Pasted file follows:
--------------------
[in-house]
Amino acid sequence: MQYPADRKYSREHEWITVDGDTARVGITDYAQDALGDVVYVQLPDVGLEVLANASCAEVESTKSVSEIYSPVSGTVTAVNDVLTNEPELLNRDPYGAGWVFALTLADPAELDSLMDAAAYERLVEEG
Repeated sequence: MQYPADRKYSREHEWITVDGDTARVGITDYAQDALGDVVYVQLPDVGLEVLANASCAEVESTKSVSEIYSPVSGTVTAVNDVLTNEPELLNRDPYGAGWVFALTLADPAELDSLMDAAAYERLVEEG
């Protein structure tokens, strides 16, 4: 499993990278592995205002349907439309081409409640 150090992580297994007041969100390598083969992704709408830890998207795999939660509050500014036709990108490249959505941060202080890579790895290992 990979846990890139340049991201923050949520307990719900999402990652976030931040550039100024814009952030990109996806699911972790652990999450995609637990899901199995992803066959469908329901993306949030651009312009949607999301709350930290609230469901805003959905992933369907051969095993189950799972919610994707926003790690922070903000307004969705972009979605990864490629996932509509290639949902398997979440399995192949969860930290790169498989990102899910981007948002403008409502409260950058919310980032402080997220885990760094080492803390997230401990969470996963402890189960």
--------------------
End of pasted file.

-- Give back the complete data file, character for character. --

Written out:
[in-house]
Amino acid sequence: MQYPADRKYSREHEWITVDGDTARVGITDYAQDALGDVVYVQLPDVGLEVLANASCAEVESTKSVSEIYSPVSGTVTAVNDVLTNEPELLNRDPYGAGWVFALTLADPAELDSLMDAAAYERLVEEG
Repeated sequence: MQYPADRKYSREHEWITVDGDTARVGITDYAQDALGDVVYVQLPDVGLEVLANASCAEVESTKSVSEIYSPVSGTVTAVNDVLTNEPELLNRDPYGAGWVFALTLADPAELDSLMDAAAYERLVEEG
């Protein structure tokens, strides 16, 4: 499993990278592995205002349907439309081409409640 150090992580297994007041969100390598083969992704709408830890998207795999939660509050500014036709990108490249959505941060202080890579790895290992 990979846990890139340049991201923050949520307990719900999402990652976030931040550039100024814009952030990109996806699911972790652990999450995609637990899901199995992803066959469908329901993306949030651009312009949607999301709350930290609230469901805003959905992933369907051969095993189950799972919610994707926003790690922070903000307004969705972009979605990864490629996932509509290639949902398997979440399995192949969860930290790169498989990102899910981007948002403008409502409260950058919310980032402080997220885990760094080492803390997230401990969470996963402890189960």